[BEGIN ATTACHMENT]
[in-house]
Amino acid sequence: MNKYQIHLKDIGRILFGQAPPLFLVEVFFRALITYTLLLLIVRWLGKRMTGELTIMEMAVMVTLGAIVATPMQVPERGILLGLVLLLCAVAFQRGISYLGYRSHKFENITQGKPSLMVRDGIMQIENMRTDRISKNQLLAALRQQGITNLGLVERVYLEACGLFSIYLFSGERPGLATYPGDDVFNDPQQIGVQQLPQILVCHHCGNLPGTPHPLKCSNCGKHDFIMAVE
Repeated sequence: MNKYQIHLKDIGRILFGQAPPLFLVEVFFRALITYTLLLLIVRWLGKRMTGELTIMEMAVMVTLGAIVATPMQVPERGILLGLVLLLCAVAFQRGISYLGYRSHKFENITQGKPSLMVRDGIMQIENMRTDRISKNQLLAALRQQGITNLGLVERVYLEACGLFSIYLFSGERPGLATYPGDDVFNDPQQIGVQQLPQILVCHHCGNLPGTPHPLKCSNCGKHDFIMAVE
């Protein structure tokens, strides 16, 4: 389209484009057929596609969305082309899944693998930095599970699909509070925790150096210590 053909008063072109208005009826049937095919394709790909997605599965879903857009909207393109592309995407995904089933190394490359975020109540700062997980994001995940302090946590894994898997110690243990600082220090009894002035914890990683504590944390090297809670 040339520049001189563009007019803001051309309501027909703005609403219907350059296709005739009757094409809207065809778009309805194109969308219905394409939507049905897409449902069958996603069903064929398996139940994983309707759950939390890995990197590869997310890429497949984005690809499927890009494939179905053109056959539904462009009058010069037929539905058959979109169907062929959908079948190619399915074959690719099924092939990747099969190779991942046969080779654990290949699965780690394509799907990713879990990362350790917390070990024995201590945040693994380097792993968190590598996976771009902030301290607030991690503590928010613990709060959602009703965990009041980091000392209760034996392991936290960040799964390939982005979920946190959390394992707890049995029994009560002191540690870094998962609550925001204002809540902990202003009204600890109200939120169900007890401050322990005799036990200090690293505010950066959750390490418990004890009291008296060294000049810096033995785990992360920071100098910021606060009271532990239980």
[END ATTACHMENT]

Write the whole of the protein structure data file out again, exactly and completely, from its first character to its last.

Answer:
[in-house]
Amino acid sequence: MNKYQIHLKDIGRILFGQAPPLFLVEVFFRALITYTLLLLIVRWLGKRMTGELTIMEMAVMVTLGAIVATPMQVPERGILLGLVLLLCAVAFQRGISYLGYRSHKFENITQGKPSLMVRDGIMQIENMRTDRISKNQLLAALRQQGITNLGLVERVYLEACGLFSIYLFSGERPGLATYPGDDVFNDPQQIGVQQLPQILVCHHCGNLPGTPHPLKCSNCGKHDFIMAVE
Repeated sequence: MNKYQIHLKDIGRILFGQAPPLFLVEVFFRALITYTLLLLIVRWLGKRMTGELTIMEMAVMVTLGAIVATPMQVPERGILLGLVLLLCAVAFQRGISYLGYRSHKFENITQGKPSLMVRDGIMQIENMRTDRISKNQLLAALRQQGITNLGLVERVYLEACGLFSIYLFSGERPGLATYPGDDVFNDPQQIGVQQLPQILVCHHCGNLPGTPHPLKCSNCGKHDFIMAVE
């Protein structure tokens, strides 16, 4: 389209484009057929596609969305082309899944693998930095599970699909509070925790150096210590 053909008063072109208005009826049937095919394709790909997605599965879903857009909207393109592309995407995904089933190394490359975020109540700062997980994001995940302090946590894994898997110690243990600082220090009894002035914890990683504590944390090297809670 040339520049001189563009007019803001051309309501027909703005609403219907350059296709005739009757094409809207065809778009309805194109969308219905394409939507049905897409449902069958996603069903064929398996139940994983309707759950939390890995990197590869997310890429497949984005690809499927890009494939179905053109056959539904462009009058010069037929539905058959979109169907062929959908079948190619399915074959690719099924092939990747099969190779991942046969080779654990290949699965780690394509799907990713879990990362350790917390070990024995201590945040693994380097792993968190590598996976771009902030301290607030991690503590928010613990709060959602009703965990009041980091000392209760034996392991936290960040799964390939982005979920946190959390394992707890049995029994009560002191540690870094998962609550925001204002809540902990202003009204600890109200939120169900007890401050322990005799036990200090690293505010950066959750390490418990004890009291008296060294000049810096033995785990992360920071100098910021606060009271532990239980």